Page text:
Once the express domain of the hospitality and travel industries, dynamic pricing has started to seep into more everyday applications - literally. Take Uber for example, the taxi-hire app that's driving widespread acceptance of wildly differing prices dependent on real-time demand for drivers.
Dynamic pricing is not new. From time immemorial, people have haggled over food and goods in souks and marketplaces across the world. In traditional bricks and mortar stores introductory offers, seasonal pricing, bulk-buy deals and cut-out-and-keep-coupons have been the traditional methods when varying price to meet volume objectives.
B&Q is presently testing electronic price tags that alter the price of an item based on the profile of the customer
But the biggest step-change has come with the rise of Big Data.
Whereas traditionally people have differentiated themselves based on their preferences, we're now being specifically targeted based on granular data - the down and dirty of what we buy, when we buy it and how often.
This started innocently enough with the advent of loyalty cards. Consumers have been willing participants - trading data in return for better offers geared around their actual shopping habits. For the shopper marketer, dedicated to overcoming barriers to purchase, this insight into the mindsets and missions of shoppers is marketing manna from heaven.
But how far could the use of data be pushed?
B&Q is presently testing electronic price tags that alter the price of an item based on the profile of the customer. The system uses data stored from loyalty cards and spending habits (via a chip in shoppers' mobile phones) to work out a price to be displayed next to the goods on shelf. The retailer claims the move will reward loyal shoppers.
For the optimists among us, developments like this are just a high-tech extension of the vouchers we normally receive in the post or at till. For the conspiracy theorists, they're the start of a two-tier pricing system that could end up inadvertently favouring the well-off at the expense of the disadvantaged.
It's one thing to tweak the price of a drill-bit according to what you think the customer will pay, but what about food? What happens when the major supermarkets get involved? The likes of Tesco has data in abundance, and they are already trialing smart shelves.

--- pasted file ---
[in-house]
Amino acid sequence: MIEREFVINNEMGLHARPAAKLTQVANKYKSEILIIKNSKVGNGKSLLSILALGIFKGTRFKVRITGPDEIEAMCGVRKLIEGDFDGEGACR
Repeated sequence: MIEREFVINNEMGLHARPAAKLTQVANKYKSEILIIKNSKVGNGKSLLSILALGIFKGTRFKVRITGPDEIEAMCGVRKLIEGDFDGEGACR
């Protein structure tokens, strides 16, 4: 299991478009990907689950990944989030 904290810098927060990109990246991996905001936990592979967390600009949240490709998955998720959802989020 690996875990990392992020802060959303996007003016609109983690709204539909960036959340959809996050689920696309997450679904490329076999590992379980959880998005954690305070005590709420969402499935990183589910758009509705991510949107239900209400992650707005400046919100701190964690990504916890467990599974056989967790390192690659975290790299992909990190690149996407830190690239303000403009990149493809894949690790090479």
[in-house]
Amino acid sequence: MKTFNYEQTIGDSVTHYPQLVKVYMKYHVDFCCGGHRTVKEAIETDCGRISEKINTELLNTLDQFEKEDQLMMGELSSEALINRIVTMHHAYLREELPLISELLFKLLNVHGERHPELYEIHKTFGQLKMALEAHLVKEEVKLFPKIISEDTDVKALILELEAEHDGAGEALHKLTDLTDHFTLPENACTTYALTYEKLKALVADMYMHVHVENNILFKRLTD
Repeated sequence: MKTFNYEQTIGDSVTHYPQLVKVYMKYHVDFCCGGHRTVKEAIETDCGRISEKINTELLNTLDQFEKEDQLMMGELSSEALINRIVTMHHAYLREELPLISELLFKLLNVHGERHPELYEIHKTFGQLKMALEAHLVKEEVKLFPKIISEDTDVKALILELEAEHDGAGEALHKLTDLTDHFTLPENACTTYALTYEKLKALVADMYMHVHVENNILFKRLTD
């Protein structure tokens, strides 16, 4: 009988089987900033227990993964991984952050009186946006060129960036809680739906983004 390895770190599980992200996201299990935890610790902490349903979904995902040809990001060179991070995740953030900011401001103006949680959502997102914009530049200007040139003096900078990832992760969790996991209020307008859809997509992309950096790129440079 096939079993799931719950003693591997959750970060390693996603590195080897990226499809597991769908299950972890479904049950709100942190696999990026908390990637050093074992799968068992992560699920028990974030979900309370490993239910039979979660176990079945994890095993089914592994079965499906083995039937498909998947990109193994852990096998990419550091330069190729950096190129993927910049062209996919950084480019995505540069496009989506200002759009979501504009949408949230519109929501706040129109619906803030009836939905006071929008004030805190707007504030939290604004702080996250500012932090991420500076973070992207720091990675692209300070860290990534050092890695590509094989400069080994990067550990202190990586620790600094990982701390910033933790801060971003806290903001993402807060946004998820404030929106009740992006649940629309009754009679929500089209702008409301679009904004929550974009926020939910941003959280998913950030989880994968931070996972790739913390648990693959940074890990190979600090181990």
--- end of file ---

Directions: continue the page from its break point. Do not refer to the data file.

When supermarket spend is shrinking for the first time since records began, it's not too great a leap to see how the power of Big Data could be used in morally questionable ways
How long before personalisation tips over into discrimination?
Imagine a scenario where ready-made toddler meals cost way more for a mum whose personal data shows she's recently had another baby - offering her the convenience she craves but at a premium price.
Or where a pint of milk at a local store costs more for a frail pensioner whose only option it is than for a car-driver?
Or where a packet of cigarettes for a nicotine addict costs double that for a social smoker, because the heavy user is more likely to pay the inflated price?
Extreme examples of price optimisation based on demand, or the deliberate exploitation of people's vulnerabilities for fiscal gain?
This may seem like an unrealistic scenario, but when supermarket spend is shrinking for the first time since records began, it‘s not too great a leap to see how the power of Big Data could be used in morally questionable ways.
Yet if retailers don't control their dark urges, perhaps today's empowered consumers will do it for them? When Uber demonstrated a lack of moral judgment by dramatically hiking prices during a snowstorm in New York, there was a major outcry. As one Twitter user summed up, they had shown themselves to be "price-gouging assholes". As a consequence, an agreement was reached with New York's attorney general to cap 'surge pricing' in emergency situations.
Amazon faced a similar backlash when found to have charged some people more than others for DVDs in random price testing. Within the space of a fortnight they were forced to apologise, issue refunds and strenuously state that they had never, and would never, test prices based on customer demographics.
But Ian Cheshire, chief executive of B&Q owner Kingfisher, is confident that the airline model of different prices at different times could become the norm. "We could move to dynamic pricing and mimic the model used by EasyJet. Yield management techniques are not new - it's just that they haven't traditionally been used in retailing."
In an echo of the warnings found on alcohol, let's hope they use their big data responsibly.